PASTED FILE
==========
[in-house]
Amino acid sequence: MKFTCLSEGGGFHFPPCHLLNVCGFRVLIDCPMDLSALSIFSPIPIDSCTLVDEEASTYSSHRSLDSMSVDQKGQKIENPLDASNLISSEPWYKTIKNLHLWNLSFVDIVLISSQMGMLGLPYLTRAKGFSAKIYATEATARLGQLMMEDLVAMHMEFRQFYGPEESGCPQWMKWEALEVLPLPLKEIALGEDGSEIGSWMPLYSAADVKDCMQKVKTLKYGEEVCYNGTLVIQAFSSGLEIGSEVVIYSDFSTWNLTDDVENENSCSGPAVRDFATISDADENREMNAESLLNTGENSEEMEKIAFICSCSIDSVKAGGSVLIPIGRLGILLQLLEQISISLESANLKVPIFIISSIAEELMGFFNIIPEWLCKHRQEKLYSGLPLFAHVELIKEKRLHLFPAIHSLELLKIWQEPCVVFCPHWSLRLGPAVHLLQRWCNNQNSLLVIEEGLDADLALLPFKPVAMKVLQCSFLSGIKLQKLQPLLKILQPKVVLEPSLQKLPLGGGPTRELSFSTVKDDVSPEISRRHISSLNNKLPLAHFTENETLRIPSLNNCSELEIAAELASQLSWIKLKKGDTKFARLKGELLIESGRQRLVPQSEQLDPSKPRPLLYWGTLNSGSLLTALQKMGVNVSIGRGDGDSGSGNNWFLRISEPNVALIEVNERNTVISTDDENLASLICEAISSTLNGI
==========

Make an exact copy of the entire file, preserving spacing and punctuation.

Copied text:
[in-house]
Amino acid sequence: MKFTCLSEGGGFHFPPCHLLNVCGFRVLIDCPMDLSALSIFSPIPIDSCTLVDEEASTYSSHRSLDSMSVDQKGQKIENPLDASNLISSEPWYKTIKNLHLWNLSFVDIVLISSQMGMLGLPYLTRAKGFSAKIYATEATARLGQLMMEDLVAMHMEFRQFYGPEESGCPQWMKWEALEVLPLPLKEIALGEDGSEIGSWMPLYSAADVKDCMQKVKTLKYGEEVCYNGTLVIQAFSSGLEIGSEVVIYSDFSTWNLTDDVENENSCSGPAVRDFATISDADENREMNAESLLNTGENSEEMEKIAFICSCSIDSVKAGGSVLIPIGRLGILLQLLEQISISLESANLKVPIFIISSIAEELMGFFNIIPEWLCKHRQEKLYSGLPLFAHVELIKEKRLHLFPAIHSLELLKIWQEPCVVFCPHWSLRLGPAVHLLQRWCNNQNSLLVIEEGLDADLALLPFKPVAMKVLQCSFLSGIKLQKLQPLLKILQPKVVLEPSLQKLPLGGGPTRELSFSTVKDDVSPEISRRHISSLNNKLPLAHFTENETLRIPSLNNCSELEIAAELASQLSWIKLKKGDTKFARLKGELLIESGRQRLVPQSEQLDPSKPRPLLYWGTLNSGSLLTALQKMGVNVSIGRGDGDSGSGNNWFLRISEPNVALIEVNERNTVISTDDENLASLICEAISSTLNGI